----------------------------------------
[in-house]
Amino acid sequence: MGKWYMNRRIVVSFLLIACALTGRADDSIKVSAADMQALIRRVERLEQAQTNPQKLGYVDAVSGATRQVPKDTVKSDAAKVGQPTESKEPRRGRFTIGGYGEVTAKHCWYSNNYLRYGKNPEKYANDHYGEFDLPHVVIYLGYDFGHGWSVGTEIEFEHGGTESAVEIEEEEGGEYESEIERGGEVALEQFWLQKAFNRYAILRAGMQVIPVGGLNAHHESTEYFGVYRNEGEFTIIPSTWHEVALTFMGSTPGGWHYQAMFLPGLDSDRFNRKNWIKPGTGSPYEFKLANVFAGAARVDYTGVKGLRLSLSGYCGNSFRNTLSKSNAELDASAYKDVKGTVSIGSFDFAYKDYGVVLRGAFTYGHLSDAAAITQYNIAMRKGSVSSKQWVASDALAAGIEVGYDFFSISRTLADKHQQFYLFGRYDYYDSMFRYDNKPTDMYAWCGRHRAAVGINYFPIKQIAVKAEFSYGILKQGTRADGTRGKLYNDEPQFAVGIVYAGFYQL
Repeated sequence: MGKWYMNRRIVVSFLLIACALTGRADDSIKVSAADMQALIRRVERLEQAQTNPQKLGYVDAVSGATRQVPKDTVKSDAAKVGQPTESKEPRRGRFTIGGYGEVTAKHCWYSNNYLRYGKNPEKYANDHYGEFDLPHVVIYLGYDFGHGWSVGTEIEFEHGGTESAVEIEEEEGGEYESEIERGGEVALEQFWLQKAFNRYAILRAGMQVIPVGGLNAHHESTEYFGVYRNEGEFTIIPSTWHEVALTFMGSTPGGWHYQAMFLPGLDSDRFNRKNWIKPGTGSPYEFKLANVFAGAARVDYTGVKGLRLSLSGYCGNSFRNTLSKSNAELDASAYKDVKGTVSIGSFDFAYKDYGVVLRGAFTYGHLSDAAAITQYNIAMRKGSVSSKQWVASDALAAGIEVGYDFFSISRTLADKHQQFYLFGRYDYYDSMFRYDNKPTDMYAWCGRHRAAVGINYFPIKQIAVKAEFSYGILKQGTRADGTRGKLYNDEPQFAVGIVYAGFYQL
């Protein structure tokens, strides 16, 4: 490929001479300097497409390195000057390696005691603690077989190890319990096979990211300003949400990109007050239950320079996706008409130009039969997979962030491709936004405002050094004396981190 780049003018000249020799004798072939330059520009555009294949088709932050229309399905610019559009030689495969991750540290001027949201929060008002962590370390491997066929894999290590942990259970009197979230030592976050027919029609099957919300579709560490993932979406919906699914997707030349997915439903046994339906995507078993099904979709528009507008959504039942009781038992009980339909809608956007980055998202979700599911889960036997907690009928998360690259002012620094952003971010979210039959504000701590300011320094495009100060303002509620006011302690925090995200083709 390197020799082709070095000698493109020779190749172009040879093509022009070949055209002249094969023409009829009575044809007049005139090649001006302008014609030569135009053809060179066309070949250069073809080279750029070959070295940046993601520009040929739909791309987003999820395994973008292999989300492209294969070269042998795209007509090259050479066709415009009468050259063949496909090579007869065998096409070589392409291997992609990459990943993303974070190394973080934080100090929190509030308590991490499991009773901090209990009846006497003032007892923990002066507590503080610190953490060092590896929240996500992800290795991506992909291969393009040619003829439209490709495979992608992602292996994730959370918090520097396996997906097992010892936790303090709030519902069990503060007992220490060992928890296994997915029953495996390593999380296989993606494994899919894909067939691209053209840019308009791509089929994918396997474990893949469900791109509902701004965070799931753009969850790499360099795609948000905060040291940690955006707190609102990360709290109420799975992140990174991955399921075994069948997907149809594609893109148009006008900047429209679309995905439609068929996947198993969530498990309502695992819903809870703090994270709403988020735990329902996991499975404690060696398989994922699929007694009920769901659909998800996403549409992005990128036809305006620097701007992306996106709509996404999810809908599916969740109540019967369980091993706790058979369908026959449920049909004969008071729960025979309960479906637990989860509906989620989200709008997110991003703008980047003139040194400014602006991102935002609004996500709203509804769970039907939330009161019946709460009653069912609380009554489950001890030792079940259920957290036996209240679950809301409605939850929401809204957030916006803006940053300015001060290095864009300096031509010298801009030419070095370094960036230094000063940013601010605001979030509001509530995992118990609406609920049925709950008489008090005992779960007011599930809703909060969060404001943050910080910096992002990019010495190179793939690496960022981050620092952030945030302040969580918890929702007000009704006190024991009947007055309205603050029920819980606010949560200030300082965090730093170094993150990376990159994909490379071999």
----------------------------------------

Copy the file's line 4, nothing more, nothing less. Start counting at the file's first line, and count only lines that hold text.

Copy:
């Protein structure tokens, strides 16, 4: 490929001479300097497409390195000057390696005691603690077989190890319990096979990211300003949400990109007050239950320079996706008409130009039969997979962030491709936004405002050094004396981190 780049003018000249020799004798072939330059520009555009294949088709932050229309399905610019559009030689495969991750540290001027949201929060008002962590370390491997066929894999290590942990259970009197979230030592976050027919029609099957919300579709560490993932979406919906699914997707030349997915439903046994339906995507078993099904979709528009507008959504039942009781038992009980339909809608956007980055998202979700599911889960036997907690009928998360690259002012620094952003971010979210039959504000701590300011320094495009100060303002509620006011302690925090995200083709 390197020799082709070095000698493109020779190749172009040879093509022009070949055209002249094969023409009829009575044809007049005139090649001006302008014609030569135009053809060179066309070949250069073809080279750029070959070295940046993601520009040929739909791309987003999820395994973008292999989300492209294969070269042998795209007509090259050479066709415009009468050259063949496909090579007869065998096409070589392409291997992609990459990943993303974070190394973080934080100090929190509030308590991490499991009773901090209990009846006497003032007892923990002066507590503080610190953490060092590896929240996500992800290795991506992909291969393009040619003829439209490709495979992608992602292996994730959370918090520097396996997906097992010892936790303090709030519902069990503060007992220490060992928890296994997915029953495996390593999380296989993606494994899919894909067939691209053209840019308009791509089929994918396997474990893949469900791109509902701004965070799931753009969850790499360099795609948000905060040291940690955006707190609102990360709290109420799975992140990174991955399921075994069948997907149809594609893109148009006008900047429209679309995905439609068929996947198993969530498990309502695992819903809870703090994270709403988020735990329902996991499975404690060696398989994922699929007694009920769901659909998800996403549409992005990128036809305006620097701007992306996106709509996404999810809908599916969740109540019967369980091993706790058979369908026959449920049909004969008071729960025979309960479906637990989860509906989620989200709008997110991003703008980047003139040194400014602006991102935002609004996500709203509804769970039907939330009161019946709460009653069912609380009554489950001890030792079940259920957290036996209240679950809301409605939850929401809204957030916006803006940053300015001060290095864009300096031509010298801009030419070095370094960036230094000063940013601010605001979030509001509530995992118990609406609920049925709950008489008090005992779960007011599930809703909060969060404001943050910080910096992002990019010495190179793939690496960022981050620092952030945030302040969580918890929702007000009704006190024991009947007055309205603050029920819980606010949560200030300082965090730093170094993150990376990159994909490379071999």